Engines facilitate the conduct of a go-around and set up for another landing. When things don’t look or feel right you have a ‘reset’ button, but a go-around is not always top of mind for many pilots. Let’s explore some considerations from the human (decision-making), machine (management of the aircraft), environment (expectation of a go-around) and other perspectives.


A good landing generally starts from a good approach. Think back to your early training days – our instructors generally don’t permit an unstable approach to continue and would prompt a go-around. Since our student days, we rehearse landings over and over – with the objective of landing on the ground safely. Somehow, we forget that one of the best tools a pilot has is to reset an unsafe approach and go-around.

Pilots also tend not to practice go-arounds, and it is not always requested during a Biennial Flight review (BFR).

A good landing starts with:

  • Ensuring the aircraft is positioned correctly in the circuit
  • Not becoming distracted while flying the circuit
  • Completing pre-landing checks early, to allow concentration on your approach
  • Configuring the aircraft approach speed correctly
  • Ensuring the aircraft is trimmed accurately
  • Managing a stable approach path

If just one factor isn’t right, it’s time to consider a go-around.

Maybe a perception exists that conducting a go-around is a result of the pilot not being proficient, but it’s actually quite the opposite. The reality is if a pilot is flying the aircraft well, a go-around is an important and appropriate course of action. It should be planned for, before it happens, so that the decision isn’t made under stress. Recall the five Ps? Prior Planning Prevents Poor Performance.


The Pilot Operating Handbook (POH) advises approach speed, configuration and actions for conduct of a go-around. A slight change to these settings – even 5 knots, or incorrect flap or trim settings – can have a significant impact on a safe touchdown. If a sustained float occurs, the pilot must have a nominated go-around point – before they run out of runway.

The last outcome any pilot wants is to conduct a go-around for valid reasons and mismanage the actions to the extent the aircraft enters a Loss of Control (LOC) event. LOC accidents are currently the highest statistic for not only RAAus pilots, but all pilots.


A gust of wind or other meteorological explanation is often provided when pilots report an accident. A ‘gust of wind’ can also be the result of mismanaging the aircraft reactions to a vigorous application of power, resulting in a very uncomfortable approach.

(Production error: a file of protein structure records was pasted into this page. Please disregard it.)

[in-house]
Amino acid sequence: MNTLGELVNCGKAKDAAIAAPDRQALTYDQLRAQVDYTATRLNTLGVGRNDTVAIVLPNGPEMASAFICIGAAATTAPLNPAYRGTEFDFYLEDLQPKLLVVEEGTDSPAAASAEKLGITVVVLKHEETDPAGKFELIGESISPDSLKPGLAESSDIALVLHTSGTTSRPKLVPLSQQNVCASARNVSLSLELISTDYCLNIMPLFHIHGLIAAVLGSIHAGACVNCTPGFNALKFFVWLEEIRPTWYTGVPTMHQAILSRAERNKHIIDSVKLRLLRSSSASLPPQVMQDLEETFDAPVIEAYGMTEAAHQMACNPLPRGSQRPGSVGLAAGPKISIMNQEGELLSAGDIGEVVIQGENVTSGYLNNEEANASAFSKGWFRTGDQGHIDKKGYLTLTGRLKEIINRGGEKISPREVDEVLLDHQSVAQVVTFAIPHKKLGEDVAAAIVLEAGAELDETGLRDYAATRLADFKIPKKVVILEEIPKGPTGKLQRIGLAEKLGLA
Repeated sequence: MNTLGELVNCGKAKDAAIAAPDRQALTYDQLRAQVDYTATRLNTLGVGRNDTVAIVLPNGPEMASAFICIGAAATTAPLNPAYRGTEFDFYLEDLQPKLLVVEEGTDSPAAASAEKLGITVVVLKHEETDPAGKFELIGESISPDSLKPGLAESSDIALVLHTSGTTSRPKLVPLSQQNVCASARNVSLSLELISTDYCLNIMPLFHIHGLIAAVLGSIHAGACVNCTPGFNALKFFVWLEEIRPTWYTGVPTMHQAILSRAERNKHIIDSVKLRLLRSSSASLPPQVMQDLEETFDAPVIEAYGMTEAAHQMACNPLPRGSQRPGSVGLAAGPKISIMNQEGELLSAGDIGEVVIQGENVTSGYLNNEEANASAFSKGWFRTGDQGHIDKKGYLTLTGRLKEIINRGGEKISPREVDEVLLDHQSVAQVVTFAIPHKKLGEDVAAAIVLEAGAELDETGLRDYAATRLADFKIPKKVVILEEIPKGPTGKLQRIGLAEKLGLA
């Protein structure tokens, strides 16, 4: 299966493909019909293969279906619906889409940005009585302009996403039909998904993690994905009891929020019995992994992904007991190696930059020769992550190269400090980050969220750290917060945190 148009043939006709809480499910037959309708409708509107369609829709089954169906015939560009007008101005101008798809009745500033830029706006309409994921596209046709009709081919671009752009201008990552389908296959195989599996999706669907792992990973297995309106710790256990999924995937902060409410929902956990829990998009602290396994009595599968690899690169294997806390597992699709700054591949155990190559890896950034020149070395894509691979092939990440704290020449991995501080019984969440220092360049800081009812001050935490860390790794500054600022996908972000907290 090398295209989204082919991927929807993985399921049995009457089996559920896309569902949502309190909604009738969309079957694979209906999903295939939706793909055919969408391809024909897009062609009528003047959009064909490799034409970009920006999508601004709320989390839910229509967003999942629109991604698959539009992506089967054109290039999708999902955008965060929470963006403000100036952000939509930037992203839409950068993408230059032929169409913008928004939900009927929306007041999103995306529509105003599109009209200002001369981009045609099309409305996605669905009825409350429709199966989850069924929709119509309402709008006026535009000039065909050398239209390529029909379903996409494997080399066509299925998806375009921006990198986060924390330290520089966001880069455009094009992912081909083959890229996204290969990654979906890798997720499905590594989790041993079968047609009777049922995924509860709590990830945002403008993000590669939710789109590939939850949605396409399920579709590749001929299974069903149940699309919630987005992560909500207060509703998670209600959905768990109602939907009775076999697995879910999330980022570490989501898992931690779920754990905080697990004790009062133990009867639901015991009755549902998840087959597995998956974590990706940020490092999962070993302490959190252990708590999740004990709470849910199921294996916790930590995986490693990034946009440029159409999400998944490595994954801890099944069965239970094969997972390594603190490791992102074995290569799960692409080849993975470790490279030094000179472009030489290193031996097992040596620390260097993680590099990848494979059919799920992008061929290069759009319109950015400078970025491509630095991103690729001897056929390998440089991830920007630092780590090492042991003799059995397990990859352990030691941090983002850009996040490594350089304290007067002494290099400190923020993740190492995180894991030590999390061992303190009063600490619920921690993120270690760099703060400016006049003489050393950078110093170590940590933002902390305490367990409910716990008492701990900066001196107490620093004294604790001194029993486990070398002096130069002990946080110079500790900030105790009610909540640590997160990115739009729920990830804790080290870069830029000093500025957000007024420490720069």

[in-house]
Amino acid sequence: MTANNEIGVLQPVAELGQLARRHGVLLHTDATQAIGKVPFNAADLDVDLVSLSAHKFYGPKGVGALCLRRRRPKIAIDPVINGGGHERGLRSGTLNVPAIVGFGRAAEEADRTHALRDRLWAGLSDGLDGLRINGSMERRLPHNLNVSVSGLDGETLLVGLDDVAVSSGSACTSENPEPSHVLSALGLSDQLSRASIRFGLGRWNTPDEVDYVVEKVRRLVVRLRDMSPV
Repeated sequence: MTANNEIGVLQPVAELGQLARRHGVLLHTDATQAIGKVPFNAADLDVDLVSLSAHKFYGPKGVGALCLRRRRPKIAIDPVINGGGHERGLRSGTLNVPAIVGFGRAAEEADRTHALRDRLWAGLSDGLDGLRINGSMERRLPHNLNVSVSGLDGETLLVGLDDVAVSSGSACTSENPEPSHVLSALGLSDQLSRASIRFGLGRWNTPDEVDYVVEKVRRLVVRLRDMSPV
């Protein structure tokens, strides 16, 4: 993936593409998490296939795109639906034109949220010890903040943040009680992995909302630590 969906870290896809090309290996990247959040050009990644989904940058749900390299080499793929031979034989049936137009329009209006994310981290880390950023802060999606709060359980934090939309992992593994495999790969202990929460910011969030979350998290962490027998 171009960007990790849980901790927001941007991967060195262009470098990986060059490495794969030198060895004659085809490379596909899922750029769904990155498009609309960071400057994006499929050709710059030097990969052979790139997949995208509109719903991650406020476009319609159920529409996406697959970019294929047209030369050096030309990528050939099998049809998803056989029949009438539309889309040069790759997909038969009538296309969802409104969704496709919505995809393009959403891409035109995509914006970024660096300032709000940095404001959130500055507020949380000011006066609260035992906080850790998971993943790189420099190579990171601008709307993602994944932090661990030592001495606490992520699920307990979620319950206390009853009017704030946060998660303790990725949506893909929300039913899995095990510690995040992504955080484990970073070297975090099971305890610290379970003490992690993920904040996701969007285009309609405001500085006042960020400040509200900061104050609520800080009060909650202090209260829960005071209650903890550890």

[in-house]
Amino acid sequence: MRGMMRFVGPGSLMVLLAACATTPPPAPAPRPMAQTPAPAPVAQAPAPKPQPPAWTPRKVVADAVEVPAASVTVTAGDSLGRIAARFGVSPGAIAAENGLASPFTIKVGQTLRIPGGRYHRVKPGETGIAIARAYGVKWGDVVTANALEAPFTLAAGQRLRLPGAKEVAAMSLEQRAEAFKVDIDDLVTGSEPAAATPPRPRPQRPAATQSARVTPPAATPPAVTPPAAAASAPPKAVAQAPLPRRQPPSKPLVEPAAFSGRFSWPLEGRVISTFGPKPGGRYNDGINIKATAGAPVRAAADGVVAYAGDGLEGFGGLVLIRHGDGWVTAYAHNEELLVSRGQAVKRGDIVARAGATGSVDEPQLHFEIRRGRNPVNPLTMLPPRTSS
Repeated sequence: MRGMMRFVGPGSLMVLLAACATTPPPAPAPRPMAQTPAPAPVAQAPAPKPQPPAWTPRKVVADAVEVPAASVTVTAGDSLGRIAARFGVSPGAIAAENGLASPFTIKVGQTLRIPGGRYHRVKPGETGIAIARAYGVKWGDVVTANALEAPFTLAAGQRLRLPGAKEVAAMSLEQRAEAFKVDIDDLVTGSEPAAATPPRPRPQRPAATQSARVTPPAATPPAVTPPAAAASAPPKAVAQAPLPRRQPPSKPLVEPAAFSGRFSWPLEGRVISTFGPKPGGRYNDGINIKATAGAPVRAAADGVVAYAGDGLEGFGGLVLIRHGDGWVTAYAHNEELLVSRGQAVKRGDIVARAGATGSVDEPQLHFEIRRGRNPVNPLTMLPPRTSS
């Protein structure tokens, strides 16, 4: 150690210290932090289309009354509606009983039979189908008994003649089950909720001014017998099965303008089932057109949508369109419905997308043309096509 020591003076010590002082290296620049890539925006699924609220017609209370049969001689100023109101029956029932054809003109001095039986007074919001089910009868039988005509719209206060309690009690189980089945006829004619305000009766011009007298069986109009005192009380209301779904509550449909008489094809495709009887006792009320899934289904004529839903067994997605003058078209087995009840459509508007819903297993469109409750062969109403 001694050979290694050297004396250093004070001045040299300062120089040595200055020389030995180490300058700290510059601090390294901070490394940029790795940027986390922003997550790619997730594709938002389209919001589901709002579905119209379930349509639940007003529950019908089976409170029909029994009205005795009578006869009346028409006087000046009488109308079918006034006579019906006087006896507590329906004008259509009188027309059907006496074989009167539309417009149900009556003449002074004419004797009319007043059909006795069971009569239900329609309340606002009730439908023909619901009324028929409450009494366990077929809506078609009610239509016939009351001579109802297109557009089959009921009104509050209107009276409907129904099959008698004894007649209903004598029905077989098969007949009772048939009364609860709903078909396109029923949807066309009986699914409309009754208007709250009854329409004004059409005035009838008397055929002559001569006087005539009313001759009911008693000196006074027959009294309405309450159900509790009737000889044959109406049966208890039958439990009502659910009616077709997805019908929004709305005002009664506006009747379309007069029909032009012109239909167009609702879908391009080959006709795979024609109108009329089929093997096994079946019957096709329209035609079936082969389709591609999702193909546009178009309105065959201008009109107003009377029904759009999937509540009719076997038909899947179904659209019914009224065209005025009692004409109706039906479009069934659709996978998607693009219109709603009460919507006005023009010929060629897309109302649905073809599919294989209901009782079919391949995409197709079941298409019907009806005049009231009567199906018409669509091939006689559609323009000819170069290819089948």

Or the pilot may not have observed the wind sock indicating an unexpected wind change, considered the temperature of the day or thermal conditions which may have triggered a “willy willy”, or perhaps obstacles triggered mechanical turbulence.

All of the factors form part of the training provided to pilots, but can also be the perfect trigger for conduct of a go-around.


Once a pilot has completed training and is now flying aircraft for fun, a regular flight can consist of departure, flying to a location or in the local area, then returning and landing. If this sounds familiar, consider adding a routine of practice to local flights, which could include a practice of a go-around, practice of a forced landing away from the airport, basic stall recognition and recovery practice, and circuit practice.

Feedback from instructors confirms the majority of pilots generally only practice forced landings, stalls and other in-flight emergencies just before or during a Biennial Flight Review (BFR). RAAus is recommending instructors review go-arounds in BFRs.


The first consideration is to apply power and ensure the aircraft is gaining airspeed, then set into a straight and level attitude. Look out the front, confirm the straight and level attitude while applying power. To gain enough airspeed sometimes requires the pilot to wait for a beat or more after the application of power.

The pilot needs to maintain awareness of primary and secondary effects of power application and manage these: a pitching, yawing response from the aircraft, exacerbated by the trim, flaps and approach configuration.

Once the aircraft is accelerated, adopt the climb attitude and manoeuvring the aircraft to ensure visibility of the runway, traffic or avoiding hangars and trees – and other aircraft.

Finally, before you approach again, consider any implications from what prompted the go-around – is there any damage from surface contact? What do you need to correct to land safely? Only after the aircraft is under control should the pilot consider making any calls, if required.

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